Mounted on a diesel truck, the "Anti-Smog Gun" sprays atomised water into the atmosphere to control air pollution. It typically uses 30 to 100 litres of water in a minute. It aims at settling dust and the fine particles in a limited radius of 25 to 50 meters with the water spray -- a typical 0.03 sq.km at its peak efficiency.
The CPCB observed that the machine -- a water scrubber -- was suitable only for controlling industrial dust in mining, grinding, coal or mineral handling and stone crushers.
The unconfined ambient air laden with lesser dust, compared to industrial fugitive location, might not get a chance to get adhered with tiny and submicron particles in a given time, felt two CPCB scientists Saha and Abhijit Pathak.
The scientists further said that the water droplets from the device would stay in the air for lesser time that the pollutant of same size, thus the area of impact would result only in the form of a "wet-surface".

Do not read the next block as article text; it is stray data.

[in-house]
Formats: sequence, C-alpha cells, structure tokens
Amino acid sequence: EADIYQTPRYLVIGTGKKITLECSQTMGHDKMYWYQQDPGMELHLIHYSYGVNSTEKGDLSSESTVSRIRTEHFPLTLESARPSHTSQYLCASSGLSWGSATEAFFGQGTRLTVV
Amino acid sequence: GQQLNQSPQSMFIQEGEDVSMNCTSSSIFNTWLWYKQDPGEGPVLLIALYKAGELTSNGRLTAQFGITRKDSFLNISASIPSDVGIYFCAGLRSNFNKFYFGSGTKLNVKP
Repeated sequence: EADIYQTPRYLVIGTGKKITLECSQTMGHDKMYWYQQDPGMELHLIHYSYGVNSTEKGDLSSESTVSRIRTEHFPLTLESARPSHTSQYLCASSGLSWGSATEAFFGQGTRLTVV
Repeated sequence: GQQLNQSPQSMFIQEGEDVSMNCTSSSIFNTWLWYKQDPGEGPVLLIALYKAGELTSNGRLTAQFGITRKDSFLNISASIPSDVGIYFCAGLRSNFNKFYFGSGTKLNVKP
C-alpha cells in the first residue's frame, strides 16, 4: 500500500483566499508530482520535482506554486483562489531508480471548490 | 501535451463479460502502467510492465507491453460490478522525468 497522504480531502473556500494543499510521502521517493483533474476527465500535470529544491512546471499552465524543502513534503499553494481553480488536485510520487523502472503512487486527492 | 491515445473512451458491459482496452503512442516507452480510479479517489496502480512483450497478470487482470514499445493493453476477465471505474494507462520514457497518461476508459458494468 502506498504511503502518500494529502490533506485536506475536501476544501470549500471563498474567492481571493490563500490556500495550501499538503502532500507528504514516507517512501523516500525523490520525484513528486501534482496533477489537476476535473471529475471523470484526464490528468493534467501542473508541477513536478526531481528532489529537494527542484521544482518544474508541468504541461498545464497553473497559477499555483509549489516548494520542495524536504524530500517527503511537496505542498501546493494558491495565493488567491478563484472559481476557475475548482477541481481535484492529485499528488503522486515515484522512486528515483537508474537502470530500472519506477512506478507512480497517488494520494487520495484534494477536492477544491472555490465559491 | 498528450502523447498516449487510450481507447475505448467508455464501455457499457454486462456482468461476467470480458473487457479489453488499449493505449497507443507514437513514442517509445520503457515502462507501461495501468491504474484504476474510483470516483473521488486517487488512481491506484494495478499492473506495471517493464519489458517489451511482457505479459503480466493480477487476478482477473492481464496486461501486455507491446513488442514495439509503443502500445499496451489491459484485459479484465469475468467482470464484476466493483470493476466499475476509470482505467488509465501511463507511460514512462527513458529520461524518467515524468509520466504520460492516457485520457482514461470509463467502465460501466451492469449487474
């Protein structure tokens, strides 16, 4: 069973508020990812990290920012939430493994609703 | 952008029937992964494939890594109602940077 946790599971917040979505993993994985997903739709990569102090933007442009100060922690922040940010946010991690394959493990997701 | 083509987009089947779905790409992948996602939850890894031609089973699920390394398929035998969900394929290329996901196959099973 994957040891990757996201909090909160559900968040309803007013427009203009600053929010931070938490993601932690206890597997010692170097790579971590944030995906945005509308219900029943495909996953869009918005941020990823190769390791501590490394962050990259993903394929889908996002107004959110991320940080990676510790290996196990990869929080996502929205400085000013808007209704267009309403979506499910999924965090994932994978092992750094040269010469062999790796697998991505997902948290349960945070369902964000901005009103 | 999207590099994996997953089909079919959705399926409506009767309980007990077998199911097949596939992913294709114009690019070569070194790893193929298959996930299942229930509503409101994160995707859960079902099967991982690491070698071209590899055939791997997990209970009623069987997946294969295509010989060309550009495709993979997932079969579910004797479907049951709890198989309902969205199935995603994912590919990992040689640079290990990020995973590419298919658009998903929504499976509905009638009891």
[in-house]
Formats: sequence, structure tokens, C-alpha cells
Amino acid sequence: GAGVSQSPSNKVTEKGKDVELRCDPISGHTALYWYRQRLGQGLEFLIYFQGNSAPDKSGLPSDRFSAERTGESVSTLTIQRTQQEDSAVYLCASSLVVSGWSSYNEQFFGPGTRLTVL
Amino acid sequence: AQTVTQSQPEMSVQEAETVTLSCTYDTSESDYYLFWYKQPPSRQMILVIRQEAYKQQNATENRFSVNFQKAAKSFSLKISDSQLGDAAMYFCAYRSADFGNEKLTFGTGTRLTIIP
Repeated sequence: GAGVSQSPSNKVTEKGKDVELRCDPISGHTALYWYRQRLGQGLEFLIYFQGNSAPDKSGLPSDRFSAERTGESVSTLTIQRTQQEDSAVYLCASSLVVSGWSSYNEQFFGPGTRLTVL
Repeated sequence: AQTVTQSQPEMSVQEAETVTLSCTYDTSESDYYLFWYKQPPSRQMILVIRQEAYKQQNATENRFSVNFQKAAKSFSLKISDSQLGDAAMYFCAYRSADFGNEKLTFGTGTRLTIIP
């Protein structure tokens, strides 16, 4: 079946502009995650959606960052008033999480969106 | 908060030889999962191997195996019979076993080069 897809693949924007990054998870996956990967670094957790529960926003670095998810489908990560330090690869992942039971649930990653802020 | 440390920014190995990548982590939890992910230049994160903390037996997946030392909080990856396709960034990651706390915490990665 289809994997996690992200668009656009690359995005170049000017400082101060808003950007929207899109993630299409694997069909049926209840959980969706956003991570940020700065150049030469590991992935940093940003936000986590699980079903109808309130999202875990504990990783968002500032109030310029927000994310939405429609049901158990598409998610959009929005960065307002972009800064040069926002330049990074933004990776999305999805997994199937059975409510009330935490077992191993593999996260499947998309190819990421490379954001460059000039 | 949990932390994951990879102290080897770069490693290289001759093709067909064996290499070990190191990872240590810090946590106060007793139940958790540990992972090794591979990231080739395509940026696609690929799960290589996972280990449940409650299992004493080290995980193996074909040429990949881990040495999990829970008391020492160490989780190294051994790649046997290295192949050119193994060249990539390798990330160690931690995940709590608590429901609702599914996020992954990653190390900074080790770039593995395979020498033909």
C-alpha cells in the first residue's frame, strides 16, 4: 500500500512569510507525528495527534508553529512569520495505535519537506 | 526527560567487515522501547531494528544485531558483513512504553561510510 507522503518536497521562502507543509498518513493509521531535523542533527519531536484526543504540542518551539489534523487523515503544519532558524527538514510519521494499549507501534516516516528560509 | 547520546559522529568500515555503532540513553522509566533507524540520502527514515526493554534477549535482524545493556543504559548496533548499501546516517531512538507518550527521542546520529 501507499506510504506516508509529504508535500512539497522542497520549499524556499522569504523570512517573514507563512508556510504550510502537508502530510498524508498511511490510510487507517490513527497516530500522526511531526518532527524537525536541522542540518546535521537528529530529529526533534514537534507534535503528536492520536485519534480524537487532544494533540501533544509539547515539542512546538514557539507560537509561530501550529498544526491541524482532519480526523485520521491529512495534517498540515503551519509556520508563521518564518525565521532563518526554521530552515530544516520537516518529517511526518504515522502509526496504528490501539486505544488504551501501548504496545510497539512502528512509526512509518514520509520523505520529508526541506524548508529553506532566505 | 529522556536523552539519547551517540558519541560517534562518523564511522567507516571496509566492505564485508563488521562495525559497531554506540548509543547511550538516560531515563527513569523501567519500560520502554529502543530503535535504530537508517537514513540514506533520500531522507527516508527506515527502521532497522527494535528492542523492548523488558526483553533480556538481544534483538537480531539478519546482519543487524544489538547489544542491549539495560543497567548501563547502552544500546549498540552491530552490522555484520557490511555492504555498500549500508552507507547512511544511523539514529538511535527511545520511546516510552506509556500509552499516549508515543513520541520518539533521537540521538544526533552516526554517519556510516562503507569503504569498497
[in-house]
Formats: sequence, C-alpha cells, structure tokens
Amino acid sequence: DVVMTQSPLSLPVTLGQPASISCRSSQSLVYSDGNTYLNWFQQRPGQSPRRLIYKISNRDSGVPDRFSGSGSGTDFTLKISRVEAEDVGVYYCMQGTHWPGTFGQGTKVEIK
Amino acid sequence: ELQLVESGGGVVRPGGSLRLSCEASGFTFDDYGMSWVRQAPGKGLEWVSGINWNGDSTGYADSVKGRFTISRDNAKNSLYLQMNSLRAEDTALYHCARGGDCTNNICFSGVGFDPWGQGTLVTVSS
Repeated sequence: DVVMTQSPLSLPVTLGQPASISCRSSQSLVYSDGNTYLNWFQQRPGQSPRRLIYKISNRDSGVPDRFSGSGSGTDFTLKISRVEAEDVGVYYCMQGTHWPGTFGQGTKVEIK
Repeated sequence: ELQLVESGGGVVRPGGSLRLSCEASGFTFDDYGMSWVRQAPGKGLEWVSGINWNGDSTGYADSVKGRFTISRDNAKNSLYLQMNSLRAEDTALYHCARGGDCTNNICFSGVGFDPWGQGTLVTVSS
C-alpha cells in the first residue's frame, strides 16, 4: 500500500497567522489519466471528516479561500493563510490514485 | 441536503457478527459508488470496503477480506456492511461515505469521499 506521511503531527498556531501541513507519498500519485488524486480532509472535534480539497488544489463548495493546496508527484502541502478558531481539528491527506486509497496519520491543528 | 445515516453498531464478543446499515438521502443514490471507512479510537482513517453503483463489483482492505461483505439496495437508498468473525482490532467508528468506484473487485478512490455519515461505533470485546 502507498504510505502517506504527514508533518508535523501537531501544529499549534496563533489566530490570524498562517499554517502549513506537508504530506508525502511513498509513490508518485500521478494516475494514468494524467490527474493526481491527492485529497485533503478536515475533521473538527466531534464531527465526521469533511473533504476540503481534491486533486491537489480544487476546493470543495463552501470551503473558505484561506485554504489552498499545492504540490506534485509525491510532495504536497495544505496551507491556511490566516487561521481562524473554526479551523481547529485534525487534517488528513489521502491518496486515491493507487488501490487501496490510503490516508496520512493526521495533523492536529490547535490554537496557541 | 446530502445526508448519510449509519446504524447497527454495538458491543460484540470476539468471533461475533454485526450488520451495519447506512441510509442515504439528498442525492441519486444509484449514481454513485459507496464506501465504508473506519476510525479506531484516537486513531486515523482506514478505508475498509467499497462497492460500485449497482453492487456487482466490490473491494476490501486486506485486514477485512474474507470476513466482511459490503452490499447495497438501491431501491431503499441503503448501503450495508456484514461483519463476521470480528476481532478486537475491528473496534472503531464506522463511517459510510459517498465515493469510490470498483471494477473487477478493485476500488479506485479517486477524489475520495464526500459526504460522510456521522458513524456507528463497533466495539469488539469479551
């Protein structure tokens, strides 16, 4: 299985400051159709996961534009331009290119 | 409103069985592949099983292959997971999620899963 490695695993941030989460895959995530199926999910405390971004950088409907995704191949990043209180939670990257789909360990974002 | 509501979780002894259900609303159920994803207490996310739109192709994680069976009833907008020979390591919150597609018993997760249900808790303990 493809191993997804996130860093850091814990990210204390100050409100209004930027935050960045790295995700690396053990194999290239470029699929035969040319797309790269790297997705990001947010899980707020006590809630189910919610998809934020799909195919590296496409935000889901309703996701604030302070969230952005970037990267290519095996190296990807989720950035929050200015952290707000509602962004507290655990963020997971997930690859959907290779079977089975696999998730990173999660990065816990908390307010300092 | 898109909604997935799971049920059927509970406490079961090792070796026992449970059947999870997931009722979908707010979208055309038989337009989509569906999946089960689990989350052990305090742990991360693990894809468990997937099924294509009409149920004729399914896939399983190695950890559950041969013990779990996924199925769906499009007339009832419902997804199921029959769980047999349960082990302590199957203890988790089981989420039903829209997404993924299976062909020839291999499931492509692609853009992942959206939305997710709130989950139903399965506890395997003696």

On Wednesday, the data from Delhi Pollution Control Committee (DPCC) showed no change in the major pollutant PM2.5 and PM10, or particles in the air with diameter less than 2.5 and 10 micrometers, though the manufacturers claim that the machine aims at controlling PM2.5 and PM10.
The PM2.5 concentration at Anand Vihar was 412 units at 5 p.m (before test), which increased to 419 units at 6 p.m and to 426 units at 7 p.m, even as the experiment was going on.
(Only the headline and picture of this report may have been reworked by the Business Standard staff; the rest of the content is auto-generated from a syndicated feed.)